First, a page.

the e-Assessment Association

Chairman’s Report from Surpass Conference 2019

Chairman’s Report from Surpass Conference 2019

This month, I was able to attend the Surpass Conference; it’s the first time I’ve managed to get to the event myself, and it didn’t disappoint. The range of presentations and workshops on offer gave an insight into the work of the Community as advocates for e-assessment, despite some of the challenges being faced from policymakers and regulators.

It’s an event for the Surpass Community, but it’s certainly not all just about the Surpass e-assessment platform. Guest speakers this year included Olly Newton from the Edge Foundation, and Ben Whitaker from EduFuturists, who brought some of the challenges within the sector right to the forefront. This year, some of the common themes throughout the conference included:

 

  • Are we doing enough to prepare learners for success in the 21st century?

Keynote speaker Olly Newton, asked ‘is it time for assessment 4.0?’ An increase in skills shortage vacancies suggests that young learners aren’t being sufficiently prepared for work in the twenty-first century. Data shows that employers are placing less emphasis on traditional examinations, and increasingly seeing value in essential transferable skills.

Olly suggested that whilst we don’t know exactly what the future holds for the world of work, we must plan for multiple scenarios, and prepare learners in the best way possible for the real-world. It was inspiring to hear about some schools who are already leading the way, including London-based School21 (https://www.school21.org.uk/) who place an emphasis on project-based learning and learning in real-world settings. Students spend time within real businesses each week to deliver real projects gaining those sought-after skills.

EduFuturist Ben Whitaker echoed these thoughts by looking to the year 2032 – the year in which his young daughter turns 18. Ben questioned whether what’s happening in education now is adequately preparing young leaners for the future, suggesting that it’s not just time and money that’s the issue; technology is increasingly being introduced in the classroom, yet knowledge is still being assessed via the traditional exam hall. More curiously, he also pointed out that we continue to favour assessing knowledge recall, rather than exploring opportunities to assess learners on how they apply knowledge – a skill that many learners will need in the modern workplace.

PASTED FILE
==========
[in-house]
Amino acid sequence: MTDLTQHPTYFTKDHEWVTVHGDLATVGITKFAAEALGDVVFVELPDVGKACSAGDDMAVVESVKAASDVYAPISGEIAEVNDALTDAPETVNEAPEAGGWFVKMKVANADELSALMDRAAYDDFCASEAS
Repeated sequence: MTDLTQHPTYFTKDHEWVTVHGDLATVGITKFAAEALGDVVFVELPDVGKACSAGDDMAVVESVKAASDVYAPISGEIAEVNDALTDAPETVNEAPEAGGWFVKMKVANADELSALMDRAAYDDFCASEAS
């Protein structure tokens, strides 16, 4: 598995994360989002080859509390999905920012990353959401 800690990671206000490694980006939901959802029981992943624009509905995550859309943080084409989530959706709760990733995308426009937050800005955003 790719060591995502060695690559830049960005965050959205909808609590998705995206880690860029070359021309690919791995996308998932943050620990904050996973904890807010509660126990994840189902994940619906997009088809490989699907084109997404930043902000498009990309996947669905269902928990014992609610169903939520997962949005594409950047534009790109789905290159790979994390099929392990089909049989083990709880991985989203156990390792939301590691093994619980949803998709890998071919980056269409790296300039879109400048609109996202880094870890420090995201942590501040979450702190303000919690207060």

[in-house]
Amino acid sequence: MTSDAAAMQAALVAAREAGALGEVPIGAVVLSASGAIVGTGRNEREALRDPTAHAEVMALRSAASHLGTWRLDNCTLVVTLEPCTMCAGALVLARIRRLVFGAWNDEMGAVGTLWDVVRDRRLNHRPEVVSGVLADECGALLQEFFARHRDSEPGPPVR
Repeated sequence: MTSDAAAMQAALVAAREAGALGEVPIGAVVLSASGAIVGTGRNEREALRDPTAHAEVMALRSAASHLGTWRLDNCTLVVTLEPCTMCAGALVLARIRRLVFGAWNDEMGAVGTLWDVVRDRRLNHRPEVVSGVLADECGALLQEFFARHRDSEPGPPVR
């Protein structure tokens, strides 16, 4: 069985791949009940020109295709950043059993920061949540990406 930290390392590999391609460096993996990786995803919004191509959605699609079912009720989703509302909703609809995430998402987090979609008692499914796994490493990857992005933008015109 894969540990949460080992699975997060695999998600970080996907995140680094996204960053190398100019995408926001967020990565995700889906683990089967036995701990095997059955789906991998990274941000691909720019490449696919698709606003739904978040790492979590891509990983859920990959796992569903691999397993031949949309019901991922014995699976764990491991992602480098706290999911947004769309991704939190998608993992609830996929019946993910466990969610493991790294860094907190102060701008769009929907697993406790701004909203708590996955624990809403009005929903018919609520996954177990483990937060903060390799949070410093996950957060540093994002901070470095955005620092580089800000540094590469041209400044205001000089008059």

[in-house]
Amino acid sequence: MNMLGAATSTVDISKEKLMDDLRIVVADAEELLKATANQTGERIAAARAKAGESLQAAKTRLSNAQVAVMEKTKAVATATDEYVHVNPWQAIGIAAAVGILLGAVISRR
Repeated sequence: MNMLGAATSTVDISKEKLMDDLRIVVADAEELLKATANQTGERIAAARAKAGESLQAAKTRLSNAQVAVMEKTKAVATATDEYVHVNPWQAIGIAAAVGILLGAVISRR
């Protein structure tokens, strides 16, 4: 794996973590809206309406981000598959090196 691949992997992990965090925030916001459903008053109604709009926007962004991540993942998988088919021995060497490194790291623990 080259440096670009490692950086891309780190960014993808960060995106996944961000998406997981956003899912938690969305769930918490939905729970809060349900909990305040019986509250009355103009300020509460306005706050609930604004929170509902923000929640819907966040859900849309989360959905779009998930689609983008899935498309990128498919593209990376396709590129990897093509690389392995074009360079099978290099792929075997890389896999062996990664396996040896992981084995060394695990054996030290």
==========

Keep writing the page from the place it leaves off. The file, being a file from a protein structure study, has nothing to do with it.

• Even in 2019, there are still barriers to on-screen testing

On-screen assessment will shortly touch the life of every learner in this country’ Ken Boston, QCA Chief Executive, 2004

The above quote was referenced in several presentations this year. There was recognition from the Community that there are a number of reasons that 15 years on, this is still not the case.

Dave Mellor and Rachel Teale from AQA discussed the challenges particularly facing General Qualifications. Recent reforms from the Department for Education resulted in huge time and costs (running to several million pounds) associated with developing new qualifications, delivered on paper because of the barriers still facing on-screen delivery for such large-scale qualifications. Both AQA and Ben acknowledged the counter-intuitive processes still being used, which involves the scanning of handwritten (and printing and scanning of typed) responses, for digital marking, and questioned why the whole process can’t be digitised from the start. They key barrier it seems, is for the policymakers and regulators to rethink their definition of an exam.